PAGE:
Road user charging
Member States are free to decide whether or not to impose charges on road users.
The European Parliament has recently adopted a report detailing mandatory features for national charging schemes should Member States decide to implement them, such as:
- Charging for noise and pollution
- Ending the vignette systems
- Congestion tax
- Cross-financing other modes of transport
Commercial road freight transport already pays its way
In the existing Eurovignette framework, trucks already cover more than 130% of their infrastructure and external costs via taxes, charges and duties. The revision of the eurovignette directive must not result in an increase of the fiscal burden on commercial road transport operators.
Trucking companies will not be able to invest in cleaner technologies and more efficient transport operations if extra user charges are levied.
Trucks are a central pillar to economic development, especially within cities. Alternative options to avoid congestion should be offered to the road freight transport sector, such as the use of infrastructure during off-peak periods rather than subjecting them to congestion charge.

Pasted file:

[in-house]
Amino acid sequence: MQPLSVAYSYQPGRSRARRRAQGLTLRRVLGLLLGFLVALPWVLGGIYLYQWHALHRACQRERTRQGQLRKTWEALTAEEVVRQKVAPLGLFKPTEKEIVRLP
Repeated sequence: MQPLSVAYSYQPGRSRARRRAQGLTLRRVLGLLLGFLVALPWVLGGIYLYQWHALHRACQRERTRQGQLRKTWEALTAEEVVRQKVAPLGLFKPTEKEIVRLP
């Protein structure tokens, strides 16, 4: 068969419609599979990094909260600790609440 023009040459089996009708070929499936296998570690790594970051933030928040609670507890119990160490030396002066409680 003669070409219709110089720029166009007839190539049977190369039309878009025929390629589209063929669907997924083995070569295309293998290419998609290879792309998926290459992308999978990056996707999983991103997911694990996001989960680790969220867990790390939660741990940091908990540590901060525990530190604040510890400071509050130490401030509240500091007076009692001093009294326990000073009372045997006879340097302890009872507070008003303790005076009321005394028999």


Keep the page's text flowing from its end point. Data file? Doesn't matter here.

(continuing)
Revenues from road user charging should be earmarked and reinvested into road transport via two channels
- Improve current road infrastructure, including the creation of safe and secure parking areas, alternative fuel stations and ITS infrastructure
- Support further decarbonisation of the sector through incentives and benefits, including deployment of cleaner and safer vehicle technology
Member States must retain their freedom on road user charging
Member States must remain free to choose between vignettes or tolls in accordance with their specific needs, constraints and objectives.
Initial investment and maintenance costs for electronic tolling systems are much higher than those for vignette systems. Cost increases for Member States will be passed on to road users and, as a consequence, increase the fiscal burden on commercial road transport operators.